Any advice about Sertraline
Posted 09 November 2010 - 10:10 PM
My 11 year old ds has been prescribed sertraline for anxiety and i am scared to death about the side effects and if it will help.
Does anyone have any experience with this? Did it help? DS is so anxious all of the time and i really did not want him to take anything but it is torturous seeing him so stressed out.
Any advice would be very gratefully recieved.
Posted 09 November 2010 - 10:25 PM
My daughter was on sertraline for a few weeks back in '04. It didn't have any noticeable effect on her anxiety, and she developed a slight skin rash which may have been linked to it, although we couldn't prove this. She was convinced the drug was causing it and refused to carry on taking it. I don't think she was on it for long enough for any benefits to kick in, to be honest, so I can't say how effective it is. She went on to another antidepressant: amytripteline, which suited her a bit better.
Don't let that put you off, as everyone is different. Like all of these meds, it has to be carefully monitored and the dose adjusted if necessary.
If you put sertraline into the forum search engine, you may come across other references to it.
Posted 21 November 2010 - 01:05 PM
Posted 26 November 2010 - 10:54 AM
My son (12) was on Sertraline 50mg for the last 4 weeks and initially it was great really helped him with his anxiety and calmed him down a lot unfortunately on week 4 he became depressed and cried a lot and so I've had to take him off again - I was hoping this was the one!
I would try it you will know yourself over the month if it helps.
Posted 07 November 2011 - 05:04 PM
Posted 04 January 2012 - 02:02 PM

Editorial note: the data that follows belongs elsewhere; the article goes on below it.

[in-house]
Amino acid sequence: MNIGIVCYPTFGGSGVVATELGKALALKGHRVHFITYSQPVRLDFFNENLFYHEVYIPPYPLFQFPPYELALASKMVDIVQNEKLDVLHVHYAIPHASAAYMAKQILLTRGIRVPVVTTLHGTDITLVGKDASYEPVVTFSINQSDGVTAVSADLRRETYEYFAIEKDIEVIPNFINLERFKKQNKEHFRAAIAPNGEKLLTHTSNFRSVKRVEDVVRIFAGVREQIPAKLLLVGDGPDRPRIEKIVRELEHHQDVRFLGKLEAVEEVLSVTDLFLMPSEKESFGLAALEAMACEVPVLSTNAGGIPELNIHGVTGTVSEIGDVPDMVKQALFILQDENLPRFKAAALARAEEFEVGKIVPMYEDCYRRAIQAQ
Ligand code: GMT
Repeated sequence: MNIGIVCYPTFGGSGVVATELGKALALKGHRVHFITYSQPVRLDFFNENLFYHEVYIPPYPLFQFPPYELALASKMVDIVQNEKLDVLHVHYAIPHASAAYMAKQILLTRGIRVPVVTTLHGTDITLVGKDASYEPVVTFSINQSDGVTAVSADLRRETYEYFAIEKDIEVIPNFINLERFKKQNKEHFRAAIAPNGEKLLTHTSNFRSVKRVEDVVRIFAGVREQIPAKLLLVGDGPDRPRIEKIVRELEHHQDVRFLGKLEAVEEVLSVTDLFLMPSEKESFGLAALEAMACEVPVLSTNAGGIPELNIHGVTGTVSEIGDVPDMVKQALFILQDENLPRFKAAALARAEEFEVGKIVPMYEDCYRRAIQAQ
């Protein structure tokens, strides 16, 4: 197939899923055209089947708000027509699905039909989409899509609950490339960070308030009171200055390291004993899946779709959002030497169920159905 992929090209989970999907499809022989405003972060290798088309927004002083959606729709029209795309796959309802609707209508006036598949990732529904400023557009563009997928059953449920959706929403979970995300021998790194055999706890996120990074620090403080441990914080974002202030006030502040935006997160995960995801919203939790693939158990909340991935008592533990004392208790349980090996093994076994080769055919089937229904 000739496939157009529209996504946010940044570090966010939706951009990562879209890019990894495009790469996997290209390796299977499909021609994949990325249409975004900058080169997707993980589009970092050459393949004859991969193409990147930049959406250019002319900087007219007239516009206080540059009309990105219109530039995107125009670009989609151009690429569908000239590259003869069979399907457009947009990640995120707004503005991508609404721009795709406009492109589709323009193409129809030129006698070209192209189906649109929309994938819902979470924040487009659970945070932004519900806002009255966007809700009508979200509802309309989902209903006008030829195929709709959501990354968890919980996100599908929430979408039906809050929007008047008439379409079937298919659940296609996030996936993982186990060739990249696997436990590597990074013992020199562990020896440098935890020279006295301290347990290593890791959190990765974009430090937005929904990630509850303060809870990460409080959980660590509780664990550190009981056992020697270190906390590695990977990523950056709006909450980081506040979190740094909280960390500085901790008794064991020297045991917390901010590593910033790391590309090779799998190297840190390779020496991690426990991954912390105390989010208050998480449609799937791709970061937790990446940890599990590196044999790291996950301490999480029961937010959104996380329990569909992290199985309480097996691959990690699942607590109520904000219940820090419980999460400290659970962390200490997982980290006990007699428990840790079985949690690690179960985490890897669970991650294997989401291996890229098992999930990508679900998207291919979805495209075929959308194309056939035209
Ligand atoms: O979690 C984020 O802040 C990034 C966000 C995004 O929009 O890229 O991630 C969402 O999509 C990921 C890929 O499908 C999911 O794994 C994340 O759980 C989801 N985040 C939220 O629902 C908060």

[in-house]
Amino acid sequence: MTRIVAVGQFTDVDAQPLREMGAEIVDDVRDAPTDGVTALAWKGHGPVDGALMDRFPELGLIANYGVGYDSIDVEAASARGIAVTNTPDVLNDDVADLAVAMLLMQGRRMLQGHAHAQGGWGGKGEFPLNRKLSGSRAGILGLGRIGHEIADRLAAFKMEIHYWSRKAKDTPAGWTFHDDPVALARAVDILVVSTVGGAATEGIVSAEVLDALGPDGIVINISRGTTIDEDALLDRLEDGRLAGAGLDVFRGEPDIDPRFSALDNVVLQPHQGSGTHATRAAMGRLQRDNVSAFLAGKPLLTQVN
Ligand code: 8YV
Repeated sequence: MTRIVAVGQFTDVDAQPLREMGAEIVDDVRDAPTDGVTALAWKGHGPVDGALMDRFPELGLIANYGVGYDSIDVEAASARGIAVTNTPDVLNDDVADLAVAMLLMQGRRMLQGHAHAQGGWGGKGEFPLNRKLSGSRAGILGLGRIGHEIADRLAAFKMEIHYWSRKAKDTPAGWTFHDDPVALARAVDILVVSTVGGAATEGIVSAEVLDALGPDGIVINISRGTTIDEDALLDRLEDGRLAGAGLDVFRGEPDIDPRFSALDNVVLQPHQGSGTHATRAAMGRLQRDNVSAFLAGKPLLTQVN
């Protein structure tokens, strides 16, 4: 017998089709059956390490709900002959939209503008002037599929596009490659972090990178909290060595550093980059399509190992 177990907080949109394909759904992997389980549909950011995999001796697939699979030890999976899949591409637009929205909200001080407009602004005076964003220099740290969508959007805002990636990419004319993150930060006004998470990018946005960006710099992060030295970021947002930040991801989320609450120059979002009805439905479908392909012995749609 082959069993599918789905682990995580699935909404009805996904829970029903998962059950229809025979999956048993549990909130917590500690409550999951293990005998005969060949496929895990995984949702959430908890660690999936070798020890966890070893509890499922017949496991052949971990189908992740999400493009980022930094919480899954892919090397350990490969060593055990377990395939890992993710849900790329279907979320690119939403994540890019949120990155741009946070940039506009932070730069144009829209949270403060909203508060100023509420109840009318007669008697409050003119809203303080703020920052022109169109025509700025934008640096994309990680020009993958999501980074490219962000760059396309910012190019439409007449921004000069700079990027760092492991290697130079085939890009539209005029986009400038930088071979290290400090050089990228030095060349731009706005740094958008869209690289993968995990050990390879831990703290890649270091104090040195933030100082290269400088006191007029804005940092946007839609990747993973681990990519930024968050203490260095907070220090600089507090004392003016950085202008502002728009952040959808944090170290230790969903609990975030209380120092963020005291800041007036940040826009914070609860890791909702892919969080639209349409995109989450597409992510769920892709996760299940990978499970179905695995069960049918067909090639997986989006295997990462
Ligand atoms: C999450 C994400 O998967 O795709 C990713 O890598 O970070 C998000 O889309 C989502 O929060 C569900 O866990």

Posted 16 January 2012 - 06:35 PM
i posted in the other sertraline thread as well so wont say too much here. The side effects shouldn't really be a problem, but i don't recommend Sertraline at all, i really feel that the chemicals used within it are not effective on autistic symptoms. Sertraline made me worse and made it harder to break out of my routines, Citalopram i feel is far more effective and has something in it that effects certain symptoms in a positive way and no areas worse. Im going to flexo something (prozac) so will see how that goes, but i wouldnt go back to sertraline, citalopram is much better, i feel for autism sufferers
Steven, do remember that different meds work well for some people and not for others. It's one thing to relate your own experience of a medication but quite another to use only your experience to say it won't suit anyone with autism.
Posted 27 May 2014 - 08:21 AM
I am on Sertraline 50mg, and I have been on it now for around 8 months.
It has helped me a lot by taking the edge off and my anxiety levels are a lot better
The only thing I have noticed is that is does affect me sexually, but apart from that it's been fine
Posted 03 June 2014 - 11:21 AM
I take sertraline and it has been very useful, I have been on it more than a year now. I know another Aspie who takes it and it helps him too.
Posted 05 June 2014 - 02:10 PM
Posted 14 June 2014 - 09:46 AM
My son has been on Sertraline for about 2 years. He started on 50mg, and that increased to 200mg a day, which is the highest dose they can give to an adult. My son is 13. His anxiety and OCD kept increasing, so the psychiatrist kept increasing the dose.
We are now slowly taking him off it, and to be honest, we havent' noticed any increase in anxiety or OCD symptoms so far. So i'm not sure what, if anything, it was doing for him. Other people obviously have had different experiences.
I think the thing to remember is whether medication is going to be beneficial for the person taking it, as opposed to no medication. Then you have to try it out, and sometimes it can take a number of medication changes to get it right - or sometimes you never get it right.
My son had also been tried on prozac, and that made him more irritable and driven.
There is one other medication CAHMS say we can try, but first I want to see how he is off medication completely. He is now on just 50mg a day. If there is no increase in his anxiety and OCD, then I might keep him medication free if possible.
The problem is that we have been pushing for CBT for his OCD for years. Clinical Psychology have no finally agreed to get involved, and medication may help him use the strategies and approaches they will discuss with him.
Posted 25 July 2014 - 06:09 AM
Other treatable anxiety provoking issues may respond to OT involvement and management of sensory issues (sensitivities to noise, lights, smells, fabrics, personal space, seating arrangements etc).
DR Ciaran Kelly, Independent Child Psychiatrist, Romsey.
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